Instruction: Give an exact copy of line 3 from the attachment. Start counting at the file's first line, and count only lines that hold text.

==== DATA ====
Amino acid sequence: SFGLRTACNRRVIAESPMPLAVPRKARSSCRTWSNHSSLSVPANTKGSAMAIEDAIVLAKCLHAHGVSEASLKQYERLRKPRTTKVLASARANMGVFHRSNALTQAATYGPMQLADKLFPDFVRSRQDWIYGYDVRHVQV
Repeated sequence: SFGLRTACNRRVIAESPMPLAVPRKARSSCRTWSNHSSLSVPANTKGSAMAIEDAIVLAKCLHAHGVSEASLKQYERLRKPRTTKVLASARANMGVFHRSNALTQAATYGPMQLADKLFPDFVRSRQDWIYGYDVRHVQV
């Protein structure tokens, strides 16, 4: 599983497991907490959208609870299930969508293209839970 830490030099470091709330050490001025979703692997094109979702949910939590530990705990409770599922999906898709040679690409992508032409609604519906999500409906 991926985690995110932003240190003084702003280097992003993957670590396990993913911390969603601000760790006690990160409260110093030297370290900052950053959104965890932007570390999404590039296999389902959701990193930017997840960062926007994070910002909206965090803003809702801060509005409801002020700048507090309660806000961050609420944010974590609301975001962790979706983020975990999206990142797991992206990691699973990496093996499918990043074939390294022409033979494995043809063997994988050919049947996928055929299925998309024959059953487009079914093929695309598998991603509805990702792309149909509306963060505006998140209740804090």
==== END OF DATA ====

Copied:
């Protein structure tokens, strides 16, 4: 599983497991907490959208609870299930969508293209839970 830490030099470091709330050490001025979703692997094109979702949910939590530990705990409770599922999906898709040679690409992508032409609604519906999500409906 991926985690995110932003240190003084702003280097992003993957670590396990993913911390969603601000760790006690990160409260110093030297370290900052950053959104965890932007570390999404590039296999389902959701990193930017997840960062926007994070910002909206965090803003809702801060509005409801002020700048507090309660806000961050609420944010974590609301975001962790979706983020975990999206990142797991992206990691699973990496093996499918990043074939390294022409033979494995043809063997994988050919049947996928055929299925998309024959059953487009079914093929695309598998991603509805990702792309149909509306963060505006998140209740804090």